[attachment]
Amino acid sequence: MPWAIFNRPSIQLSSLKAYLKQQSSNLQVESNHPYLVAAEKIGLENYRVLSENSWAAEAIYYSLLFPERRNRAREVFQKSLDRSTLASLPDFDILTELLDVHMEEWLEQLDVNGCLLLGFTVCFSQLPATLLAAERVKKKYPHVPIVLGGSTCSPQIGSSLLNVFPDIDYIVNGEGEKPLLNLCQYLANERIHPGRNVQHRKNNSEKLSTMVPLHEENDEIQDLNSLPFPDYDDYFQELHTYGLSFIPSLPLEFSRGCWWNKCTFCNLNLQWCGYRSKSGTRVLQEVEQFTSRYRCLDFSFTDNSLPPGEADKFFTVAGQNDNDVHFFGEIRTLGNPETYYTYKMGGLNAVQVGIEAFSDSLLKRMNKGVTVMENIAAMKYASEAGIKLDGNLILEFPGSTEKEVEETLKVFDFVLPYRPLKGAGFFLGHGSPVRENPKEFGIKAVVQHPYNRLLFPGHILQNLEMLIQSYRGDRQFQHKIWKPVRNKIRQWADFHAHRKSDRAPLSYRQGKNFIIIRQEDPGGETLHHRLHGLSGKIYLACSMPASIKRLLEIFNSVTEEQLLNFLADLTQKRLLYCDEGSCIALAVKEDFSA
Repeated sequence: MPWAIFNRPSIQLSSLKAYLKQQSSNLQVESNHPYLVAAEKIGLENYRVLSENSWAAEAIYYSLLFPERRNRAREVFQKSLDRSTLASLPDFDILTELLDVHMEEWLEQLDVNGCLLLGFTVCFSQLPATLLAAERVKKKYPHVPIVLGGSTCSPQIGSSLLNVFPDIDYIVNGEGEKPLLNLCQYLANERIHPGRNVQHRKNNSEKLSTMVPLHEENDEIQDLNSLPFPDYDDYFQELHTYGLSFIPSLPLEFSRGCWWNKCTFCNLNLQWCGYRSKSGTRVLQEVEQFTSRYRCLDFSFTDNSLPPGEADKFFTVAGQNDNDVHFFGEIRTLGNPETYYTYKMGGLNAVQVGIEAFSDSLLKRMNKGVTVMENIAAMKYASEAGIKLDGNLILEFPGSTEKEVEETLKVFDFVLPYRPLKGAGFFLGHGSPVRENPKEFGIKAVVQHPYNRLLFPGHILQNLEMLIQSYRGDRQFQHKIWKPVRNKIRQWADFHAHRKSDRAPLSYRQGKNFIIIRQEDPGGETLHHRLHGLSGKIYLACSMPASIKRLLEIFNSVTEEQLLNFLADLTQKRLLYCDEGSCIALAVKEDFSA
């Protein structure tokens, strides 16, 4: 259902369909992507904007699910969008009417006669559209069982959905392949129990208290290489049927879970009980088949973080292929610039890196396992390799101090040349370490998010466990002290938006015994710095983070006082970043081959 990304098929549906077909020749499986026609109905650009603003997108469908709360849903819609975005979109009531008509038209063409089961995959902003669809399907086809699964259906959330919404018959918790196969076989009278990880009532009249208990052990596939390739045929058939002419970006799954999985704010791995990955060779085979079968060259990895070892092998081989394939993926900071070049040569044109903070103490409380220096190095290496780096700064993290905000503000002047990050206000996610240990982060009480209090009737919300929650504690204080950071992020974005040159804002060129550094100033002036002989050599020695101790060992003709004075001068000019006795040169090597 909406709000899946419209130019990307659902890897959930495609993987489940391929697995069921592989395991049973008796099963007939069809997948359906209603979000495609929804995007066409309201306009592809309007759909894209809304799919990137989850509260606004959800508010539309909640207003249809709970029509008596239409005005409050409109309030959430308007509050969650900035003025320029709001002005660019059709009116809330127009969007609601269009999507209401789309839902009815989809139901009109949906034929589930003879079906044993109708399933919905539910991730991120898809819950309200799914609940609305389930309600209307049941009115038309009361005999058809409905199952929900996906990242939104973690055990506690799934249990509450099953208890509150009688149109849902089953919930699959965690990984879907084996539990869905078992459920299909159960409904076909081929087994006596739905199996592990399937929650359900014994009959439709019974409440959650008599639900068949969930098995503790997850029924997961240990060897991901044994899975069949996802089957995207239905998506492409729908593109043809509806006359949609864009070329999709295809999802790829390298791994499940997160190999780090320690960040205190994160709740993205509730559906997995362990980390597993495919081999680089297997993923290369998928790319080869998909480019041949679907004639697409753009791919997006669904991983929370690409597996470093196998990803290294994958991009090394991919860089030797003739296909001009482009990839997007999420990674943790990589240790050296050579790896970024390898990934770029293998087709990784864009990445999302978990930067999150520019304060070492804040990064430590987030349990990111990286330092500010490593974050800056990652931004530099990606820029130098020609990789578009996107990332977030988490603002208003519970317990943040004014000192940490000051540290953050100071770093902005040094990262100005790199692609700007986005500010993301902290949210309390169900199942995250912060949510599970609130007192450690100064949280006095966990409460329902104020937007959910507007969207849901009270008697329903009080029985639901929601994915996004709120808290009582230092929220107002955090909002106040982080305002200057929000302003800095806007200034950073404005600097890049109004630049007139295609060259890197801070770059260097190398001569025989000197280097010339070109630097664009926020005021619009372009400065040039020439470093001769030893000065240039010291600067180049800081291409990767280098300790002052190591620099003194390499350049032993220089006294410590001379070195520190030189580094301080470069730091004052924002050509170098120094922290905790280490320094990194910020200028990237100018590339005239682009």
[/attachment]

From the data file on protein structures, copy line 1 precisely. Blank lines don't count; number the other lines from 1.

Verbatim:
Amino acid sequence: MPWAIFNRPSIQLSSLKAYLKQQSSNLQVESNHPYLVAAEKIGLENYRVLSENSWAAEAIYYSLLFPERRNRAREVFQKSLDRSTLASLPDFDILTELLDVHMEEWLEQLDVNGCLLLGFTVCFSQLPATLLAAERVKKKYPHVPIVLGGSTCSPQIGSSLLNVFPDIDYIVNGEGEKPLLNLCQYLANERIHPGRNVQHRKNNSEKLSTMVPLHEENDEIQDLNSLPFPDYDDYFQELHTYGLSFIPSLPLEFSRGCWWNKCTFCNLNLQWCGYRSKSGTRVLQEVEQFTSRYRCLDFSFTDNSLPPGEADKFFTVAGQNDNDVHFFGEIRTLGNPETYYTYKMGGLNAVQVGIEAFSDSLLKRMNKGVTVMENIAAMKYASEAGIKLDGNLILEFPGSTEKEVEETLKVFDFVLPYRPLKGAGFFLGHGSPVRENPKEFGIKAVVQHPYNRLLFPGHILQNLEMLIQSYRGDRQFQHKIWKPVRNKIRQWADFHAHRKSDRAPLSYRQGKNFIIIRQEDPGGETLHHRLHGLSGKIYLACSMPASIKRLLEIFNSVTEEQLLNFLADLTQKRLLYCDEGSCIALAVKEDFSA